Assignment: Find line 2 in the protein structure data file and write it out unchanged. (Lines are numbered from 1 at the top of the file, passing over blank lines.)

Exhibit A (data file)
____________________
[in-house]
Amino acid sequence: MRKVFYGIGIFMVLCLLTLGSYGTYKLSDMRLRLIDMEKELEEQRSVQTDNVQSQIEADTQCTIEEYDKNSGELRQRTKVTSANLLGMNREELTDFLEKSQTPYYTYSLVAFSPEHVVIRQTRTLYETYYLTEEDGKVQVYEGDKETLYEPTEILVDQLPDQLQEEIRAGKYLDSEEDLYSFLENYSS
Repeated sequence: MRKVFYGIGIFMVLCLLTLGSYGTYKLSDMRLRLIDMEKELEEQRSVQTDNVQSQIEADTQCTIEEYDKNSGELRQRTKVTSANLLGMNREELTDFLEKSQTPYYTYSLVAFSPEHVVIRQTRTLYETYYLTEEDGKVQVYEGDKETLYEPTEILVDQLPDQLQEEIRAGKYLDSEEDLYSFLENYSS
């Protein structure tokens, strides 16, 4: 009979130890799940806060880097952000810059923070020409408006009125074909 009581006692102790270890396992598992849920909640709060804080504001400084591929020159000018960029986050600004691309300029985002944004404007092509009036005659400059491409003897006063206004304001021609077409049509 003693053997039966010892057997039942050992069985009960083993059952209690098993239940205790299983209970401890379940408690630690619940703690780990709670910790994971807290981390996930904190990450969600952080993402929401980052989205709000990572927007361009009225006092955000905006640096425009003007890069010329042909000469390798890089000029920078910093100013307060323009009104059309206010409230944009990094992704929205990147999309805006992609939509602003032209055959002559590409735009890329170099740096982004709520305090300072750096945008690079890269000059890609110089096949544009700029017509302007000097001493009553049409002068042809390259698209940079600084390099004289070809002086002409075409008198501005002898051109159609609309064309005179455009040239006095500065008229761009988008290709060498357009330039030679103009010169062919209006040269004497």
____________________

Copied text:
Amino acid sequence: MRKVFYGIGIFMVLCLLTLGSYGTYKLSDMRLRLIDMEKELEEQRSVQTDNVQSQIEADTQCTIEEYDKNSGELRQRTKVTSANLLGMNREELTDFLEKSQTPYYTYSLVAFSPEHVVIRQTRTLYETYYLTEEDGKVQVYEGDKETLYEPTEILVDQLPDQLQEEIRAGKYLDSEEDLYSFLENYSS